Although much has been written about people being addicted to a chaotic lifestyle, this article is not influenced by formal research. These are merely my own observations and experiences dealing with clients who seem to choose (or create) a chaotic environment. For simplicity’s sake, I’ll divide “chaos addicts” into two groups.
Group one: chaos via the sandbox
Here, we’re talking about those whose family of origin was riddled with uncertainty. In these families, rules were always changing, anger and depression were omnipresent, and adults were emotionally unavailable. Coming from this environment, people learn that anger, tears, noise and threats can be useful to get one’s needs met. To compete with all the distractions in the household, one must demand attention—even if it means acting out in a negative way. Understandably, this lifestyle becomes their “normal.” They can’t imagine what a more stable home life would feel like.
Many people come from this type of dysfunction and never develop a substance use disorder, or any other problematic behavior. If they seek treatment, it probably will be later in life, when they begin experiencing problems with relationships, career or serenity. By this time in the life cycle, they are heavily invested in their coping strategies, making it difficult to break old habits that used to work but are now creating unwanted consequences.
Group two: chaos via a substance use disorder
These individuals become addicted to chaos as a result of their relationship with drugs. Chances are, many from group one will end up in group two.
Many individuals with addictions grew up in stable homes with a strong work ethic and a socially responsible set of values. But they quickly learned that lying, conning, scamming, cheating and stealing became easy and necessary to continue a “using” lifestyle. The consequences of these behaviors became acceptable over time. Most addicts never thought they’d be prostituting themselves or breaking the law, but addiction re-prioritized their brains and made bad behavior the norm. With these learned behaviors come consequences and chaos.
Unfortunately, the person with an addiction becomes adept at settling for less, justifying his behavior in a gazillion ways. It’s the disease of denial. Although he probably won’t see it when actively using, a bit of sobriety might allow him to begin to connect the dots.
In early sobriety, a patient might recognize himself as the frog in a pot of room-temperature water. You know the frog: It continues to swim around, although jumping out is an option. When heat is gradually applied, the frog won’t notice its worsening situation, and ultimately will die. Our clients don’t fully recognize the amount of chaos they’ve created—the depths to which they’ve sunk.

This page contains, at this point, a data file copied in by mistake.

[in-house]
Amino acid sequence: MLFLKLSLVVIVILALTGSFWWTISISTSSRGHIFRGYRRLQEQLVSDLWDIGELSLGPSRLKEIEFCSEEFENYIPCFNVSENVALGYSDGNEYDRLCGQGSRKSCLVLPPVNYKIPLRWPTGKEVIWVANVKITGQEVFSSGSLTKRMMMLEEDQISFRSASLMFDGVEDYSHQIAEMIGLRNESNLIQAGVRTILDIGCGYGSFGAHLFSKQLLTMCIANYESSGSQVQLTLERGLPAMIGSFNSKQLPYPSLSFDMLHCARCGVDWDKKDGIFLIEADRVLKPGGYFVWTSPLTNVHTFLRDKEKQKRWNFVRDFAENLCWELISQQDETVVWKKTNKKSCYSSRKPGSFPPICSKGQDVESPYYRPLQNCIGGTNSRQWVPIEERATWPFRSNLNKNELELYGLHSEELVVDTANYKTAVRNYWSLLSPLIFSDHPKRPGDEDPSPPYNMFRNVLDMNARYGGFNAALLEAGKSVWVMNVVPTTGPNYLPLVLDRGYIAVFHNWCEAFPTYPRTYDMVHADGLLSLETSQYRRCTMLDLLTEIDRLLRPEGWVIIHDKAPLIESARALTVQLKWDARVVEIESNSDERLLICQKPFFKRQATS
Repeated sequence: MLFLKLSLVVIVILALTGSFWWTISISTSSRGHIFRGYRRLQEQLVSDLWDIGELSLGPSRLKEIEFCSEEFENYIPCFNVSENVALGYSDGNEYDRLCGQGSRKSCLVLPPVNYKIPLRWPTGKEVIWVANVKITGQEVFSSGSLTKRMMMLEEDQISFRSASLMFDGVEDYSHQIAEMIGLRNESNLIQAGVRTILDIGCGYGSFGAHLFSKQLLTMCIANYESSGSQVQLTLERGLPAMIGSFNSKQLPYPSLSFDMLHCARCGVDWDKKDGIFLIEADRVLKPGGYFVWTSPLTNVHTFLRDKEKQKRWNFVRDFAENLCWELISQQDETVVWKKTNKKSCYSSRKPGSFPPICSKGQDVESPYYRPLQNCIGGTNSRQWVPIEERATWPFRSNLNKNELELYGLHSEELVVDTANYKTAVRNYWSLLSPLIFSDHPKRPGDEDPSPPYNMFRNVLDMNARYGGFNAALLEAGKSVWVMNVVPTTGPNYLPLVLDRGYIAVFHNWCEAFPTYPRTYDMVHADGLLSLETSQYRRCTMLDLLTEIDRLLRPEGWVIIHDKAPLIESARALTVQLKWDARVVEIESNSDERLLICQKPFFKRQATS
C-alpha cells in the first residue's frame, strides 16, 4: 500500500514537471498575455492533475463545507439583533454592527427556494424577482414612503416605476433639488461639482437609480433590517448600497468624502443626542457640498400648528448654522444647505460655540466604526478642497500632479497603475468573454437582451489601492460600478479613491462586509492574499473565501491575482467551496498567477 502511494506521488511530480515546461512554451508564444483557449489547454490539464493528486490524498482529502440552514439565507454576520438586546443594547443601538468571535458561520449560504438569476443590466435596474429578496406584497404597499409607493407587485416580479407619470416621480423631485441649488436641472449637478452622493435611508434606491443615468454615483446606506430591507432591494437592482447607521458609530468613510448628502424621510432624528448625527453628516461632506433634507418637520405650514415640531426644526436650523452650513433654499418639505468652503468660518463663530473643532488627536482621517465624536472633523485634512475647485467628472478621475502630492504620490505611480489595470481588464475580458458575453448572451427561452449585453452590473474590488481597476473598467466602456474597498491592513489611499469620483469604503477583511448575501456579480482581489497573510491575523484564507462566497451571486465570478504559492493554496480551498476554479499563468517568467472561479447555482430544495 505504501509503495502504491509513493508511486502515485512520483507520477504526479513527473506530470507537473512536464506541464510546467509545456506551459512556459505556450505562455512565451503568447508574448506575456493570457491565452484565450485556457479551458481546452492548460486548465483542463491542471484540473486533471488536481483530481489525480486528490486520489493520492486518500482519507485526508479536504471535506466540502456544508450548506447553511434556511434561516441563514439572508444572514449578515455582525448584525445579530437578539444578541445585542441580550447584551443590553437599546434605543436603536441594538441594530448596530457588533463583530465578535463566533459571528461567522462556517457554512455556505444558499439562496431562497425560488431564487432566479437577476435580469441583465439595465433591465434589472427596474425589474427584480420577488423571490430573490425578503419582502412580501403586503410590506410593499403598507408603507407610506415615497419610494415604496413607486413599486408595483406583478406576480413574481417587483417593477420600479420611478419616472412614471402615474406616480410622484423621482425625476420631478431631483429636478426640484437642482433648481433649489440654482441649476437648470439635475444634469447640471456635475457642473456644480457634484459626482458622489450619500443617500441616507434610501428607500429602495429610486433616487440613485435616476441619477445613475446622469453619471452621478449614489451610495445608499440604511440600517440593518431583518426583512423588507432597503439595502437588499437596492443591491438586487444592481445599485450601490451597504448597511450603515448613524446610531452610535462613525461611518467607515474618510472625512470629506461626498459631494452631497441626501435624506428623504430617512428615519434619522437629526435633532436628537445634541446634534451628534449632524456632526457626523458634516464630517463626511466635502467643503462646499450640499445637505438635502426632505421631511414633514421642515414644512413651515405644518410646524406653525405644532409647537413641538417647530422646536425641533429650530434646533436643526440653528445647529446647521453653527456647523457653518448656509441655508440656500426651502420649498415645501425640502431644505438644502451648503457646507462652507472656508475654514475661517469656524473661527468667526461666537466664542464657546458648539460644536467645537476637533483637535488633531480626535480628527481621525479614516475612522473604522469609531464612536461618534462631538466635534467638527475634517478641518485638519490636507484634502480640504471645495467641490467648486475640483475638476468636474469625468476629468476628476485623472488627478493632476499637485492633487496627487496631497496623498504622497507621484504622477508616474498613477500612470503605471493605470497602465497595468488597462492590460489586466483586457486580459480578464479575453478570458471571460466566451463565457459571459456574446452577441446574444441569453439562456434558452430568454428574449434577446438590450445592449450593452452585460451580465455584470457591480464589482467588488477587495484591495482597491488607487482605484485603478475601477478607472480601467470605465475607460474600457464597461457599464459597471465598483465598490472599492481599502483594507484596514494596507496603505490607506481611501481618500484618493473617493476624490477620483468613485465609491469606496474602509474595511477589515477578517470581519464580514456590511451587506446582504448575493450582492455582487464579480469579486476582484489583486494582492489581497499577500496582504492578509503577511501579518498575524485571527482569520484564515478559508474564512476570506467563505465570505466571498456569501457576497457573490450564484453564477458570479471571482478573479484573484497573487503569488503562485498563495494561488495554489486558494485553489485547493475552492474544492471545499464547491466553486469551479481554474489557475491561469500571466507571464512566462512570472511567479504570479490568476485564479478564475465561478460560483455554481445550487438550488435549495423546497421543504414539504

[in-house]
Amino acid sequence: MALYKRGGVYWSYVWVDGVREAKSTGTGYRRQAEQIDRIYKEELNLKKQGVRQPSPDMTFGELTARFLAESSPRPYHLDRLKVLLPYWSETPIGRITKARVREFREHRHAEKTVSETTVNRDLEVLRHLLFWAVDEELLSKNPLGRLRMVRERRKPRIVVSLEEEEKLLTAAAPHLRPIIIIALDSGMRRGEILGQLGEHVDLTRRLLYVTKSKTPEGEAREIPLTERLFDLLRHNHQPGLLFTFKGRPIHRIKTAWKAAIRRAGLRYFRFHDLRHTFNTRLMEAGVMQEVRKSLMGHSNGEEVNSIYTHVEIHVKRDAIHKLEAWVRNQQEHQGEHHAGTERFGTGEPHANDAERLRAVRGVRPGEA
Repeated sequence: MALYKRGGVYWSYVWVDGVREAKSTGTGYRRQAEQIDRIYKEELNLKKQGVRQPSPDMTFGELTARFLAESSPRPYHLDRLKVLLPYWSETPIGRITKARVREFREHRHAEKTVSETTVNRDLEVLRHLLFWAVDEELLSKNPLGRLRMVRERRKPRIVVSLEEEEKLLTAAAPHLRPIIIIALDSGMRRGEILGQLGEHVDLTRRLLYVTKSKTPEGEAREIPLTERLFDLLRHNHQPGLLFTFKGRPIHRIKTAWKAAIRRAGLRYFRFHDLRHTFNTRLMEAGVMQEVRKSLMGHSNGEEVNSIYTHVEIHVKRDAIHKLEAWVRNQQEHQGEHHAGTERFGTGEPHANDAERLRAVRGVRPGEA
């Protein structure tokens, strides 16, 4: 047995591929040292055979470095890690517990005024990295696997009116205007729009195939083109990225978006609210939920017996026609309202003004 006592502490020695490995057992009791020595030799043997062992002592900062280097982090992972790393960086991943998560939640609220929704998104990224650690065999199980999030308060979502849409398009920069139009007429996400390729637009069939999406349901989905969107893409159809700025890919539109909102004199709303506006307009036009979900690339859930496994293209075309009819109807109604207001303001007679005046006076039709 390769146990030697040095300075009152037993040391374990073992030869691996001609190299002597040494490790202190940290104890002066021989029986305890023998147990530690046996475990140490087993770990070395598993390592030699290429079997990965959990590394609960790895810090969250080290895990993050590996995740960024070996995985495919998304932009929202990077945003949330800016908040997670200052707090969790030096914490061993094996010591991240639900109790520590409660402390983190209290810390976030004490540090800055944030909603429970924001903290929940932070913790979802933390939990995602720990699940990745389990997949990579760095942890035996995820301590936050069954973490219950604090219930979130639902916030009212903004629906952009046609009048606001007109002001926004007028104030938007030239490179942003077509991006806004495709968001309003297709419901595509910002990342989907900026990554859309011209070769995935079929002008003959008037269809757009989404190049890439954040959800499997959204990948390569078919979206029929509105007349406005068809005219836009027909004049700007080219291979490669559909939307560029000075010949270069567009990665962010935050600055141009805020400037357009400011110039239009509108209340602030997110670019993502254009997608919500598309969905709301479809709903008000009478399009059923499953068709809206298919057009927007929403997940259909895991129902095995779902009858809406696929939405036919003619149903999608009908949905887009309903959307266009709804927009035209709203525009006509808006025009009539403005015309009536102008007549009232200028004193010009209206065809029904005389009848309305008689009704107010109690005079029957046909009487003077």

Most recovering addicts will miss their drugs, because there certainly were some good times associated with use. Many also will miss the criminality—the thrill of scoring on the street, the rush produced by jumping over the counter to rob a convenience store, or the more subtle excitement of manipulating others to behave in a certain way. In short, chaos often becomes an attractive switched addiction.
Whereas people from group one might adopt a persona of victimhood, blaming others for their circumstances, group two is populated by individuals who (if honest) will ultimately blame themselves for their predicaments. In my experience, the most painful consequence of being an addict is self-loathing: “I want to stop the madness, but I keep screwing up. I’m a loser. I have no will power.”
A medical doctor might ask a patient, “Where does it hurt?” Addiction professionals need to ask the same question, from a psychological perspective:
What is the nature of the pain?
When is it worse?
What are its triggers?
Are we making realistic assumptions?
Bottom line: Can we connect the dots, and discover the causes, benefits and consequences of the chaos habit? Can we learn if there ever has been sober time and, if so, how it was achieved? Most important, we need to explore how our client is going to have fun in the future, without the drugs and without the chaos.
Let’s assume our patient is at least in the contemplative stage, ready to examine her thinking and maybe even make some behavioral changes. We might use cognitive-behavioral therapy as well as motivational interviewing, looking at the thinking habits as well as the behaviors. To address cognitions, we help patients to challenge their assumptions, to identify when they’re “catastrophizing,” to remember that feelings are not facts.
Living life one day at a time is a skill learned over time, and the good old Serenity Prayer is always useful, stressing the importance of accepting things beyond our understanding. I use the Serenity Prayer liberally in my practice, treating mood, anxiety, psychotic and, of course, substance use disorders. Relaxation techniques, including meditation, guided imagery and expressive arts, also can help keep our patient in the here and now.
Although addressing thinking habits is an important component of treatment, I believe behavioral modification offers the strongest opportunity for long-term success. But breaking the chaos habit can be slow going. The unproductive behaviors probably have been on board for many years, so we must be patient and ready to applaud even the smallest steps in the right direction.
The Summits for Clinical Excellence bring together thought leaders on cutting-edge topics in multi-day national and regional conferences. Summits on mindfulness, trauma, process addiction, and shame appeal particularly to private practice behavioral healthcare professionals. Other Summits address the national opioid crisis from a regional perspective and engage a diverse group of stakeholders.